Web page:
It is estimated that globally of the number of orphans, about 55% are aged 12–17, or are adolescents (Ruland et al. 2005:5 of 34). This is significant because adolescents are in a different developmental stage and at an age where they should engage in activities that prepare them for adulthood. However, because of the death of a breadwinner, many adolescents have less access to school as they ‘have to assume new responsibilities for supporting the family’ (Children on the Brink 2004:18). This in turn reduces their chances of getting adequate education and training, which they need in order to get a stable and secure job.

Additional consequences of the HIV and AIDS epidemic are the devastation of the family structures that a society must bear. The family structure as an institution is naturally a safe harbour in which children are nurtured and guided into ways of being, a space where gender and personal identities can be developed (see Loubser & Müller 2011). ‘People are born into families and it is in families that they make sense of themselves and the world around them (CSA work in progress)’ (Barolsky 2003:14). In the context of HIV and AIDS however, important caregivers fall ill, parents die and children are orphaned, the family structure is placed under an immense burden and its ability to ‘… operate as an agent of socialisation, economic support, nurturance and care’ is compromised (Barolsky 2003:14).

It has been indicated that most children have been left fatherless before they lost their mothers due to AIDS (Statistics South Africa 2008:74). To worsen the loss that these children experience, many fathers do not step up to their responsibilities and desert their families, possibly due to the high rate of divorce and desertion, labour migration, a lack of job opportunities and job loss, and many times, due to illness and death (cf. Mtimkulu 2006:28)

Besides the consequences of leaving women with financial burdens and the children to look after the ill parent, the high rate of father absence is an impediment to proper child-raising and has many negative psycho-social consequences on a child’s development: ‘The absence of the father means that children are unable to develop properly on many levels: psychologically, materially, emotionally, cognitively and physically’ (Mtimkulu 2006:39).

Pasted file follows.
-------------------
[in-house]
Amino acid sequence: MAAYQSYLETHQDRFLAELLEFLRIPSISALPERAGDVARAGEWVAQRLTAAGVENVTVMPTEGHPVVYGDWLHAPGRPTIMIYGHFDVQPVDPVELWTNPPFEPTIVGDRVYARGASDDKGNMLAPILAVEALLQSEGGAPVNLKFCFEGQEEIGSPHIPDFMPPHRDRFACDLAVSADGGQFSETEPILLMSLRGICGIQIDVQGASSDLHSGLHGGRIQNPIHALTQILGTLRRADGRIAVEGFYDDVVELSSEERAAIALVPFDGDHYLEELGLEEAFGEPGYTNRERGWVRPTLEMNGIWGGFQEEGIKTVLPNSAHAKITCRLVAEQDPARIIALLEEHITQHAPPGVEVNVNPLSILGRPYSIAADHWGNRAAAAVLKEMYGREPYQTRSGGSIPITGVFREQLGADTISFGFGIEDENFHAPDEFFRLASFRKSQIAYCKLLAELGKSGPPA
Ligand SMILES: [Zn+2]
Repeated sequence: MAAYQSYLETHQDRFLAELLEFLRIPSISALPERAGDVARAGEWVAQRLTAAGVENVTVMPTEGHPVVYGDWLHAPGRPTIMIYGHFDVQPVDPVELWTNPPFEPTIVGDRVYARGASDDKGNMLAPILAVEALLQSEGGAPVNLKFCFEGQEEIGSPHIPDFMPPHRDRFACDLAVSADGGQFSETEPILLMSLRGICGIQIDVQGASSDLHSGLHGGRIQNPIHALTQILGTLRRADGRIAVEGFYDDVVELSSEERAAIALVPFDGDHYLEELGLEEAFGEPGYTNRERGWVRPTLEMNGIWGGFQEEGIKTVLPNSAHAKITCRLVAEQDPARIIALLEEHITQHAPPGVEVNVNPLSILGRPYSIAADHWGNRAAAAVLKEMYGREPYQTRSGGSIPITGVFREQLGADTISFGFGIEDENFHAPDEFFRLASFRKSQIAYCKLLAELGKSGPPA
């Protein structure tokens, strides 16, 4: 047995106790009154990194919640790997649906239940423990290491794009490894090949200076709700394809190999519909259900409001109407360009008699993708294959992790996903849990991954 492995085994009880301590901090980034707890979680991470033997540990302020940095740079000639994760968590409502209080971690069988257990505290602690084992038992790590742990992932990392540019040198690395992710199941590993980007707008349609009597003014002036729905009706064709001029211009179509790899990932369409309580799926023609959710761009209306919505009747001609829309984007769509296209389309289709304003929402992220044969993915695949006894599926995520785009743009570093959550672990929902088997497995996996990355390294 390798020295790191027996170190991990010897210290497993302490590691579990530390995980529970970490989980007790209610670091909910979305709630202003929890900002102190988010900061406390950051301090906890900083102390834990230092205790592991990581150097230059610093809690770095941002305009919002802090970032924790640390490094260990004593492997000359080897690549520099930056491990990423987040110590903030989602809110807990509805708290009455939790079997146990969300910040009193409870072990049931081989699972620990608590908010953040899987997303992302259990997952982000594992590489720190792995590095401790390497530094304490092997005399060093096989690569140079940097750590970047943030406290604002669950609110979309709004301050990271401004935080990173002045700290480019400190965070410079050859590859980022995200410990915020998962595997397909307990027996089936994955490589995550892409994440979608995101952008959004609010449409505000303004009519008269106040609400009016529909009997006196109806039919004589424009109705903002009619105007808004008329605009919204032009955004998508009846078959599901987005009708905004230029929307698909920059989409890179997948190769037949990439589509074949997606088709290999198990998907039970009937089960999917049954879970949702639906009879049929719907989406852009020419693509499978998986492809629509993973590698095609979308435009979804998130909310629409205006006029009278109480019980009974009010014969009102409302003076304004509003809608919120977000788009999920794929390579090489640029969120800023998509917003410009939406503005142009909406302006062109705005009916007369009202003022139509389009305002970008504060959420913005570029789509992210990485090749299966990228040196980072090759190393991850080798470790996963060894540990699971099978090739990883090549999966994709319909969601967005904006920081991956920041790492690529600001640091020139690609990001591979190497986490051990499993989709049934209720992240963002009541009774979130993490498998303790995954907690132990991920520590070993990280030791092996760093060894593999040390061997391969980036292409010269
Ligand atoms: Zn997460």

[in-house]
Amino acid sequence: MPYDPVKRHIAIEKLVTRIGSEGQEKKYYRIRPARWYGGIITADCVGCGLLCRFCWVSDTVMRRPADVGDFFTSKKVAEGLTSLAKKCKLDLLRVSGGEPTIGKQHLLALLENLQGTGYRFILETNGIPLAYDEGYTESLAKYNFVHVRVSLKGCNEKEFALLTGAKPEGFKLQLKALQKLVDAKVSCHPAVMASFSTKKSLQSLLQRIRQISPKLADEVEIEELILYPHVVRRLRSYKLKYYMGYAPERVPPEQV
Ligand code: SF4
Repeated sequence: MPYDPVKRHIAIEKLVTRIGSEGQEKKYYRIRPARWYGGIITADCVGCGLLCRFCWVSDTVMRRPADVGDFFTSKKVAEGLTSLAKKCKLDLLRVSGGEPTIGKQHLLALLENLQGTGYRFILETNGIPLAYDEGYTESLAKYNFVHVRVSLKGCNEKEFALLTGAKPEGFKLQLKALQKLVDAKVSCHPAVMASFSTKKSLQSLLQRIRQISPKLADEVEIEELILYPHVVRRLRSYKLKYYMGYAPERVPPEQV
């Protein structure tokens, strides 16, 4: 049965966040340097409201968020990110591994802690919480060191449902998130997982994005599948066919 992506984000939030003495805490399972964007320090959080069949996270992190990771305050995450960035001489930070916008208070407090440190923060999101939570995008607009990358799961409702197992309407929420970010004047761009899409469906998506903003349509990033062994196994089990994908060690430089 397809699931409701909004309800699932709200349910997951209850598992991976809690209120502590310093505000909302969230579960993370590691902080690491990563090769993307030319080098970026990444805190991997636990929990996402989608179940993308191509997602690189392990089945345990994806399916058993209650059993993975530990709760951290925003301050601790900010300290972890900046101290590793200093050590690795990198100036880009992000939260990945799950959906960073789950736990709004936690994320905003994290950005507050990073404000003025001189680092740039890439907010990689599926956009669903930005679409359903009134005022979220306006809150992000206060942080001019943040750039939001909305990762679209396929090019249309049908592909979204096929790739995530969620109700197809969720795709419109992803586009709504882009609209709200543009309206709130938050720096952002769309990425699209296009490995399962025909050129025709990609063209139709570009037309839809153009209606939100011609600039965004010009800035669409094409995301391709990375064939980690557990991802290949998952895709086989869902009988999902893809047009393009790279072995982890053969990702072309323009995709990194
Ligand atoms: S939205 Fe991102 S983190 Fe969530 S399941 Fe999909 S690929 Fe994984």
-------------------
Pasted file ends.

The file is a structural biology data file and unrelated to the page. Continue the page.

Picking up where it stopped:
It would seem then that at its core, the battle against HIV and AIDS entails many unjust and unequal social practices, which increase people’s – but specifically women’s – vulnerability to HIV and AIDS. The agents of these practices are often men, as traditional concepts of masculinity inherent in sexuality and within the traditional family structures, are still the dominant discourse (cf. Loubser & Müller 2011:2 of 9). Rao Gupta (2000) states:

Power is fundamental to both sexuality and gender. The unequal power balance in gender relations that favours men, translates into an unequal balance in heterosexual interactions which increase both men and women’s vulnerability. (pp. 1–2)

In considering all the above-mentioned results, consequences and sometimes causes of HIV and AIDS, it becomes apparent that we as a country, as a nation, have a war to face. This war is not only a war of the healthy versus the unhealthy, life versus death, or poor versus rich, but also against justice versus injustice, grace versus judgement, responsibility versus desertion, acceptance versus stigmatisation, freedom versus oppression, love versus antagonism, the individual versus the community. It’s not just a war of the physical, but also of the social and cultural.

Research approach and selection of co-researchers

This research followed the design of the qualitative research approach, which means that specific theories both underpin and motivate the methodological approaches followed. Qualitative research is very much interested in the perspectives of the co-researchers; their experiences of phenomena and their understanding of their experiences of specific phenomena (cf. Struwig & Stead 2007:12). Based on these assumptions the researcher and the co-researchers engaged in various opportunities for conversation, which increased the understanding of the researcher and assisted in the description of understanding (Loubser & Müller 2011:2 of 9).